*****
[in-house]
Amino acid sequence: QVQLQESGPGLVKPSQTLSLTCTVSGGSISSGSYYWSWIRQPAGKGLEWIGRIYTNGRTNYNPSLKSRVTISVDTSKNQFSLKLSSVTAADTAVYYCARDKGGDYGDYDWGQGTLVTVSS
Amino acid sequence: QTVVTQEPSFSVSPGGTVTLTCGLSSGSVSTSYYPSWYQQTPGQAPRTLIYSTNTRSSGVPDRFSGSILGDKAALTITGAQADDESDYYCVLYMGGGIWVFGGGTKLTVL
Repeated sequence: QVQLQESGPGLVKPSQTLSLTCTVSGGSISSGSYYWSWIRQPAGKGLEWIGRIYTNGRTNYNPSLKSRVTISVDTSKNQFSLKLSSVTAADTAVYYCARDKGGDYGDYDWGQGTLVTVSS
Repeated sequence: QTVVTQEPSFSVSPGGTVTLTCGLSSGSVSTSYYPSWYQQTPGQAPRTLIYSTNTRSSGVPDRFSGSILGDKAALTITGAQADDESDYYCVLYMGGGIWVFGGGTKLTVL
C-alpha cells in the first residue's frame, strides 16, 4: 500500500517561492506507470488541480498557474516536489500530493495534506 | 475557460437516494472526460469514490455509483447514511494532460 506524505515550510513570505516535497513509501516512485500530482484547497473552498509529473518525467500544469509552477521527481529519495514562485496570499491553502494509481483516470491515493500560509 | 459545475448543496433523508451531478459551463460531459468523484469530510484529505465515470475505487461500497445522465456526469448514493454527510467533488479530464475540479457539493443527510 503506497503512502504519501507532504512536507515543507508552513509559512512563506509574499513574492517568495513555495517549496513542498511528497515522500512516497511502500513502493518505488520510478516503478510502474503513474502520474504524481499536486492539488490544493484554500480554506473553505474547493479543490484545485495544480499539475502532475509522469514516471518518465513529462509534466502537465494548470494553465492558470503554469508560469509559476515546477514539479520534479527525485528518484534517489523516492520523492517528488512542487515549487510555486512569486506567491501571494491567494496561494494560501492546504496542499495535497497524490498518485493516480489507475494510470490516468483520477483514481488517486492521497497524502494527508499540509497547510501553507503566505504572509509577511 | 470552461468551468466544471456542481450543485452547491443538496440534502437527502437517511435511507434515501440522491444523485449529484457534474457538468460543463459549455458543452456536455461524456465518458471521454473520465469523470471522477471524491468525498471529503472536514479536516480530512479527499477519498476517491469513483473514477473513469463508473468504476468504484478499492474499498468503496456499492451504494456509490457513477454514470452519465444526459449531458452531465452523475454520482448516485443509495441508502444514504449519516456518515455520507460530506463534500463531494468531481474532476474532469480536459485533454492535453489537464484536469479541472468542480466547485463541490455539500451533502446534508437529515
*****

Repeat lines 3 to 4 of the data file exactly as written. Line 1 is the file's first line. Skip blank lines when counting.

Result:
Amino acid sequence: QTVVTQEPSFSVSPGGTVTLTCGLSSGSVSTSYYPSWYQQTPGQAPRTLIYSTNTRSSGVPDRFSGSILGDKAALTITGAQADDESDYYCVLYMGGGIWVFGGGTKLTVL
Repeated sequence: QVQLQESGPGLVKPSQTLSLTCTVSGGSISSGSYYWSWIRQPAGKGLEWIGRIYTNGRTNYNPSLKSRVTISVDTSKNQFSLKLSSVTAADTAVYYCARDKGGDYGDYDWGQGTLVTVSS